Should the BOE push up interest rates?
Please note this blog post was published over 12 months ago and so may not include the most up-to-date information, for example where regulation around investing has changed.
Last week, the Governor of the Bank of England (BoE), Mark Carney appeared to be arguing in favour of pushing interest rates higher in the UK this year. During his press conference Carney referred to economic fundamentals which support the case for “sooner and somewhat greater extent” higher interest rates (currently at 0.5%).
Below we discuss the economic backdrop, and give you the consensus forecast view on interest rate expectations.
The UK’s net trade (exports minus imports) is benefiting from strong global economic growth. The global economy is expanding at its fastest pace in seven years. It is estimated that 90% of the world’s economies are growing at above-trend rates, making the expansion broad-based. It is also increasingly being driven by investment.
The backdrop of strong global activity is particularly helpful to the UK because sterling fell in anticipation of a difficult Brexit that has not yet taken place. This is making our exports of goods and services less expensive, boosting trade.
The chart below highlights Sterling’s steep depreciation against the US Dollar to a low of 1.2047 in the wake of the unexpected vote to leave the EU. Since hitting its low point in January last year, Sterling has now recovered back to pre-Brexit levels removing some, but not all the weakness in the Pound, which actually began back in 2014 when Sterling was at 1.7166 against the Dollar.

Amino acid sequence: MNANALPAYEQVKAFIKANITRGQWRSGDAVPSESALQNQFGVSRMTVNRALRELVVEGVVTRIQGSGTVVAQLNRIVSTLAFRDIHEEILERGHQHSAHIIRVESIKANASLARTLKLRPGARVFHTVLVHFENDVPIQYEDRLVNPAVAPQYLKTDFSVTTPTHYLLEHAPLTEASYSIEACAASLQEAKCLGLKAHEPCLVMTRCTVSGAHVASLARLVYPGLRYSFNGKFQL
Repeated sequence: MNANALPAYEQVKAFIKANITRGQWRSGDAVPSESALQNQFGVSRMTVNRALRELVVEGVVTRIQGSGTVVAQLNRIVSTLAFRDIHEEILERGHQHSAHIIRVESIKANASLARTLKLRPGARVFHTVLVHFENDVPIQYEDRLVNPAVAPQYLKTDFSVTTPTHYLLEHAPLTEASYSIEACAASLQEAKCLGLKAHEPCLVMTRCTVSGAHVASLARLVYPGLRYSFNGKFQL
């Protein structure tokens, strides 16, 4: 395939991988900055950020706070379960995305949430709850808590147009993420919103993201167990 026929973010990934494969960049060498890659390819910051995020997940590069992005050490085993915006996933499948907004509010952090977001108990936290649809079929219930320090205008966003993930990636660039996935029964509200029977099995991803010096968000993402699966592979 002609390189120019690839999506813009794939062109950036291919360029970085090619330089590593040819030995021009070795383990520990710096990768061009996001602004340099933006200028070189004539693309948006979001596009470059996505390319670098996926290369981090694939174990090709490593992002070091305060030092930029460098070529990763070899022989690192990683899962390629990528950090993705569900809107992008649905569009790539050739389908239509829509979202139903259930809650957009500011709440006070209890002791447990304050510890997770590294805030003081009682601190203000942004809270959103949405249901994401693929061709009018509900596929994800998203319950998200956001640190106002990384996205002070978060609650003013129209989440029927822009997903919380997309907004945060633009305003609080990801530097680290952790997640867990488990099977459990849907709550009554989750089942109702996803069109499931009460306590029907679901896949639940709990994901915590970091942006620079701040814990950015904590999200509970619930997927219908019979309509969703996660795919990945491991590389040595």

UK Sterling Value v US Dollar (Dollars per 1 Pound)
Source: Bloomberg, 15 February 2018
In terms of the strong global economic backdrop economists are now wondering if a case exists for raising interest rates now.
Whilst the trade picture is positive, the consumer demand outlook for the UK economy has weakened. The extent to which growth can accelerate from here depends on many factors. Structurally, population growth is important in the long-term and productivity growth has been targeted as important in the medium-term. In the short-term, output may be able to grow more quickly without inflation being kindled if available resources turn out underutilised i.e. such that there is enough ‘slack’ in the economy. However, domestic inflationary pressures are likely to come into focus as the economy moves from excess supply to excess demand. This is different from recent inflationary pressures, which have some relationship with sterling weakness importing inflation which are expected to ebb.
This week the BoE confirmed that inflation at 3%, which is above the BoE’s 2% target level, hence there is more scrutiny on interest rate levels.
Interest Rate Probabilities
Outside the confines of the Bank of England, market participants play a role by setting out what they think will happen to interest rates. The chart below indicates that around 65% of market forecasters expect a rate increase in May. However, we notice that this has fallen back since the recent market turbulence. The case for two rate rises by the end of 2018 appears to be most unlikely according to external forecasters.
Probabilities of UK Interest Rate Hikes
Source: Bloomberg, 16 February 2018
In conclusion, hard data appears to be in conflict. Inflation is above target, global growth is strong, but UK consumer demand has weakened. The matter remains in the hands of the Monetary Policy Committee of the BoE.